Google Wants To Know How Satisfied You Are With Its Results

    June 22, 2012
    Chris Crum
    Comments are off for this post.

Google is testing a new way for users to give feedback on the quality of search results. In light of algorithm updates like Panda and Penguin (along with their subsequent data refreshes), people have plenty of feedback to offer (at least on the forums, and in blog comments).

A Google spokesperson gave us the canned statement, “As you know, we always ask for user feedback in a range of forms — from live experiments to inviting people in to our UX labs — in order to improve our products. This is one of our experiments — one of many signals we take into consideration to make search better.”

The experimental feedback box was discovered by Nathan Sauser (h/t:Search Engine Land). The box asks users: “How satisfied are you with these search results?”

Users can then choose from:

  • Very satisfied
  • Somewhat satisfied
  • Neither satisfied nor dissatisfied
  • Somewhat dissatisfied
  • Very dissatisfied

Sauser writes on his blog, “Does this mean Google is going to start crowd-sourcing their results? Are they waving the white flag and admitting they can’t get rid of spam and asking for every user’s opinion? Seems like this is a can of worms they should be wary of opening.”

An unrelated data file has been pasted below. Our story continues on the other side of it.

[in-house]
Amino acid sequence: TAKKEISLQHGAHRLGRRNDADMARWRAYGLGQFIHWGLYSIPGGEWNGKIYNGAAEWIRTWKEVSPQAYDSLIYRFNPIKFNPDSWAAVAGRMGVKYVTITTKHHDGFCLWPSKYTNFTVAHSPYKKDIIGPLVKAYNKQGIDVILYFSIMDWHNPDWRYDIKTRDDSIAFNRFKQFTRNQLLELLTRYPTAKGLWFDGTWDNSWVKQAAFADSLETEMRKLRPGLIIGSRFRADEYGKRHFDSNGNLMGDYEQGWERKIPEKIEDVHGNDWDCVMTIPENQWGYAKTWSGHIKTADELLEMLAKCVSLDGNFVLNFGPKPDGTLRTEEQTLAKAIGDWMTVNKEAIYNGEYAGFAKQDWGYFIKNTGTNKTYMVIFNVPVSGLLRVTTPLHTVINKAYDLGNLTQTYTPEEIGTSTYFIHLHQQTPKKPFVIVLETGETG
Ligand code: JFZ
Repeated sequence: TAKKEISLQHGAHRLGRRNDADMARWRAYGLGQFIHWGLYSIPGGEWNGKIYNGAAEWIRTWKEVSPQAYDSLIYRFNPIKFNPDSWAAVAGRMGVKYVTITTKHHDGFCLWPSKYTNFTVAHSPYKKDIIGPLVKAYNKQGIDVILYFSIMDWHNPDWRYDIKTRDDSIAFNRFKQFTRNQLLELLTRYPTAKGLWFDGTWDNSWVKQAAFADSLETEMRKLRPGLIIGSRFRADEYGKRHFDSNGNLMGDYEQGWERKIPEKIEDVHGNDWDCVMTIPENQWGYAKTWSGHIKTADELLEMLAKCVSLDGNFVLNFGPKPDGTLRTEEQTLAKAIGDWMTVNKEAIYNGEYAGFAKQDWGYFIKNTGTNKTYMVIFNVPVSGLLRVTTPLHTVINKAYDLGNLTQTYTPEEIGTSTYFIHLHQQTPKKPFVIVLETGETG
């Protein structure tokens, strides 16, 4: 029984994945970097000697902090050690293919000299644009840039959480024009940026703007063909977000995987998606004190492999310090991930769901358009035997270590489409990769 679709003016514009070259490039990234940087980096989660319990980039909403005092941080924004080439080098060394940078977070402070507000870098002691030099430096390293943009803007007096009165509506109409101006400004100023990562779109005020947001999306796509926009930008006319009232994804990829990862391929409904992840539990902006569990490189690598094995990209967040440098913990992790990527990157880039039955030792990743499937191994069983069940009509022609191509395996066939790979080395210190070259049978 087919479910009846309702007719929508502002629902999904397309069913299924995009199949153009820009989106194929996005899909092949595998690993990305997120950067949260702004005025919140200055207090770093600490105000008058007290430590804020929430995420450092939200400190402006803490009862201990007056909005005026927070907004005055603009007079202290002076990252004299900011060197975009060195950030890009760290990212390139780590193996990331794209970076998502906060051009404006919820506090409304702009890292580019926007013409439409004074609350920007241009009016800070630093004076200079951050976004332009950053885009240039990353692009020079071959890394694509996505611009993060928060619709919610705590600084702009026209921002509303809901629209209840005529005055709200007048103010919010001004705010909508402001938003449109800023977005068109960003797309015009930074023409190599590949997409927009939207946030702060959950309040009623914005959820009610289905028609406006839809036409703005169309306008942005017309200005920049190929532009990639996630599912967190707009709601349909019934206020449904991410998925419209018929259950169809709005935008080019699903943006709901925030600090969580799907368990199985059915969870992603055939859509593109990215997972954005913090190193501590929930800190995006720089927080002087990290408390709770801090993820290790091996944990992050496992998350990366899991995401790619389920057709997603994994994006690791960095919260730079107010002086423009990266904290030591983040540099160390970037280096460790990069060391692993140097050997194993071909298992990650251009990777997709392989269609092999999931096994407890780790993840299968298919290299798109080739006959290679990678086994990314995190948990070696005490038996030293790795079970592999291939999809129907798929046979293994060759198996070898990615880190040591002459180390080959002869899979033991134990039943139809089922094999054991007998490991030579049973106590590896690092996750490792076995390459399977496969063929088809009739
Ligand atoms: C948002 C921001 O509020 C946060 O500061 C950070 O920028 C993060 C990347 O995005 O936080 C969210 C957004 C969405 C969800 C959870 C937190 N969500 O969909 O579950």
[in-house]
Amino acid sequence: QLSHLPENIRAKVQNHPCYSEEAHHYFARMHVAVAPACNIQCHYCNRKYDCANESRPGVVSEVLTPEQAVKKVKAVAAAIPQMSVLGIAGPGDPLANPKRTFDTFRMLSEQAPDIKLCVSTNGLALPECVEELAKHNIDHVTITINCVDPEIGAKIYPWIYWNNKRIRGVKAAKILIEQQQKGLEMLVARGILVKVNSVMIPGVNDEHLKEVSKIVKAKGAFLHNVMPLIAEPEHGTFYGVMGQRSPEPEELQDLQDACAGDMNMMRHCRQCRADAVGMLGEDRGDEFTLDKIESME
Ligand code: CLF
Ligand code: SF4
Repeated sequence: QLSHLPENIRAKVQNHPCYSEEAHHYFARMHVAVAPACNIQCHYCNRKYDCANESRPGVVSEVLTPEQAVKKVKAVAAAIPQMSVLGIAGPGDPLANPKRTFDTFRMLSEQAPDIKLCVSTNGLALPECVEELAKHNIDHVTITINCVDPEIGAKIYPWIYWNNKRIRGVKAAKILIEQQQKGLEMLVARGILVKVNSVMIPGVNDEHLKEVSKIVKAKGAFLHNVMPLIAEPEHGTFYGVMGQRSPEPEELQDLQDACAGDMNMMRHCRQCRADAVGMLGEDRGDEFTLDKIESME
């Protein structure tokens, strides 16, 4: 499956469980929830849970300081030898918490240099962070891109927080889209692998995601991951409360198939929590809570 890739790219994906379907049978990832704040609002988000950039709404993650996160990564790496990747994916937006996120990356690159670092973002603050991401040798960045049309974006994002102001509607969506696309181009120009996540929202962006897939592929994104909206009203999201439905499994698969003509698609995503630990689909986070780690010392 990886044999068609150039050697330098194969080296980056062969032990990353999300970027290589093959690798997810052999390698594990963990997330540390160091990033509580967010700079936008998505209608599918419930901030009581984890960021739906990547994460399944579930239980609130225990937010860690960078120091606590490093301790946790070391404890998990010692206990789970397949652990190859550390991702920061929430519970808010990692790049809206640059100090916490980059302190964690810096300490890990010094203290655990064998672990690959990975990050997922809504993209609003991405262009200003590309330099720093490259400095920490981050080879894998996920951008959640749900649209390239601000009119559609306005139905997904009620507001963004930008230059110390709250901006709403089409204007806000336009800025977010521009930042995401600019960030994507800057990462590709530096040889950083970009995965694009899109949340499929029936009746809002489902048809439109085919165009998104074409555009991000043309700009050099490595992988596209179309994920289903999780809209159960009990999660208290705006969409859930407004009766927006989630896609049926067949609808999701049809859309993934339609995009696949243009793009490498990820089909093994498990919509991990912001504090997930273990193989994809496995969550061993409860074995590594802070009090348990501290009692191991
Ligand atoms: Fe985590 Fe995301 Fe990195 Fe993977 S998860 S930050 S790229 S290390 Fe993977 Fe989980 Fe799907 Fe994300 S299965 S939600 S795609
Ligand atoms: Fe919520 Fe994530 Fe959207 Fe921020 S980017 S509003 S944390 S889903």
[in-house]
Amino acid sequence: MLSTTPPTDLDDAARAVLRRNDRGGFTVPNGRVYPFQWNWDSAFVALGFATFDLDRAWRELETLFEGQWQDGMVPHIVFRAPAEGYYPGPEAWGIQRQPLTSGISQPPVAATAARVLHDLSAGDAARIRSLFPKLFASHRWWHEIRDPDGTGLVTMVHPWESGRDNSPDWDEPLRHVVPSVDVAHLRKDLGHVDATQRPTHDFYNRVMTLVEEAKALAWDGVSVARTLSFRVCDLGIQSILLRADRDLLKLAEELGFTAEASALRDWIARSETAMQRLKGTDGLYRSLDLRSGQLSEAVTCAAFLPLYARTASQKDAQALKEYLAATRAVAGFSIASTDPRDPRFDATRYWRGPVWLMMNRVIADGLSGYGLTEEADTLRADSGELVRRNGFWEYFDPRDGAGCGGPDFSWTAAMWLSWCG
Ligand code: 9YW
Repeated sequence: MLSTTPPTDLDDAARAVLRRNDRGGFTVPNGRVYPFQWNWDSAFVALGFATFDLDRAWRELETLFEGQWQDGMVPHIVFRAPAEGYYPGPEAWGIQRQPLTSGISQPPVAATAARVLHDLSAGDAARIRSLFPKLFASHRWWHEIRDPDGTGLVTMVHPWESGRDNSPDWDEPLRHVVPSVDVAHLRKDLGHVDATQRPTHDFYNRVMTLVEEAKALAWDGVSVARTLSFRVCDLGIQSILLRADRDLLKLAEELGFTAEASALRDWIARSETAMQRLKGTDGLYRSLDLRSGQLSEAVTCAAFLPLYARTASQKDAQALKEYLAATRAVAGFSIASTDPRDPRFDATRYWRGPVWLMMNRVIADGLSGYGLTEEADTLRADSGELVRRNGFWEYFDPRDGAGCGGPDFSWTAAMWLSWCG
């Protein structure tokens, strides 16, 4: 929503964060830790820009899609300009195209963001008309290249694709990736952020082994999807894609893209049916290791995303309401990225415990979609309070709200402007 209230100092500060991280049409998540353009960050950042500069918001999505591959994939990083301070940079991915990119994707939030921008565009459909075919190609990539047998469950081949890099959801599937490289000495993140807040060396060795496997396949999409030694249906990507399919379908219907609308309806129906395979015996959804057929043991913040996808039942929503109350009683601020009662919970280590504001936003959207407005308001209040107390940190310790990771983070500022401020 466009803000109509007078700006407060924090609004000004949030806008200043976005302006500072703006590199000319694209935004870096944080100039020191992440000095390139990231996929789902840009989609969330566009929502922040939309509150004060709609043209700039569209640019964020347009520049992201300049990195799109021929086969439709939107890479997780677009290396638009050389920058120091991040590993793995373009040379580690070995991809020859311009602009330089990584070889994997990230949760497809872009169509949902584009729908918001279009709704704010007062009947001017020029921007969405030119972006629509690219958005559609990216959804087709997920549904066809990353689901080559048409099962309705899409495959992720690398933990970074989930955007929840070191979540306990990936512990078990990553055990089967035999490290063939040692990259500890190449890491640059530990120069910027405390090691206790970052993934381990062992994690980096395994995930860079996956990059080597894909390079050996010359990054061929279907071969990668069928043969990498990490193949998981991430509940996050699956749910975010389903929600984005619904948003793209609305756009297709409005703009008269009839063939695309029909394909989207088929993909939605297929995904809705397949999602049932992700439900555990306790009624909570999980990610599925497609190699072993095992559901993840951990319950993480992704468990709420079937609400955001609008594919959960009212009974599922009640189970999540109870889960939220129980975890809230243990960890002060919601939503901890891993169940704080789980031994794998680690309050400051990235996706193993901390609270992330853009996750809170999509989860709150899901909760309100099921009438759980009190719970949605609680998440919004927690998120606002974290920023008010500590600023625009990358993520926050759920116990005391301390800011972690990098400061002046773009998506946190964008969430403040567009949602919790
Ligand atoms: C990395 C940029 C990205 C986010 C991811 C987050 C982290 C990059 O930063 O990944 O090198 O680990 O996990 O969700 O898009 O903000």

I don’t know about all of that, but that doesn’t mean Google isn’t taking feedback into consideration. We’ve seen plenty of examples where Google has implemented features for various products based on user feedback. Google has been really good about listening to feedback, particularly since Google+ launched, where Googlers are always engaging with users.

Currently, the normal Google search results feedback experience consists of a link at the bottom of the page, which links you to a form that looks like this:

Results Feedback

It’s worth noting that the experimental feedback box is much more simplified, compared to the options in the standard form. Perhaps Google could get better feedback that way.

Well, how satisfied are you with Google’s search results?

  • http://www.LAokay.com Steve G

    I left my feedback and I told them the results were better pre-panda. Anyway, the real problem is Google having to crowd source at all. Actions speak louder than words, and for a company that has the best analytics in the world asking people to tell them how they are doing means they don’t 100% believe in their stats. Perhaps they’re finally seeing what millions of others already have seen, that while Panda and Penguin do sound great on paper, their real world application in their current form has disrupted the quality algorithm Google has built upon for over a decade. Google is having a Coca-Cola moment, and I think all the ego and pride over there at Google is going to make it that much harder for them to realize they need to go back to the original formula that nobody really was complaining about.

  • Lloyd Sexton

    I think this is simply another way to get info, nothing more nothing less. Analytic’s numbers are great and all, but stats only tell you what happened, not why, and without the “why” stats become less valuable.

  • Robin Green

    At last time i using google only if I need to find something on wikipedia. Just enter keyword (you not need to enter wikipedia in the search box) and it will display where this keyword exist on wikipedia, relevancy not work in google completely now.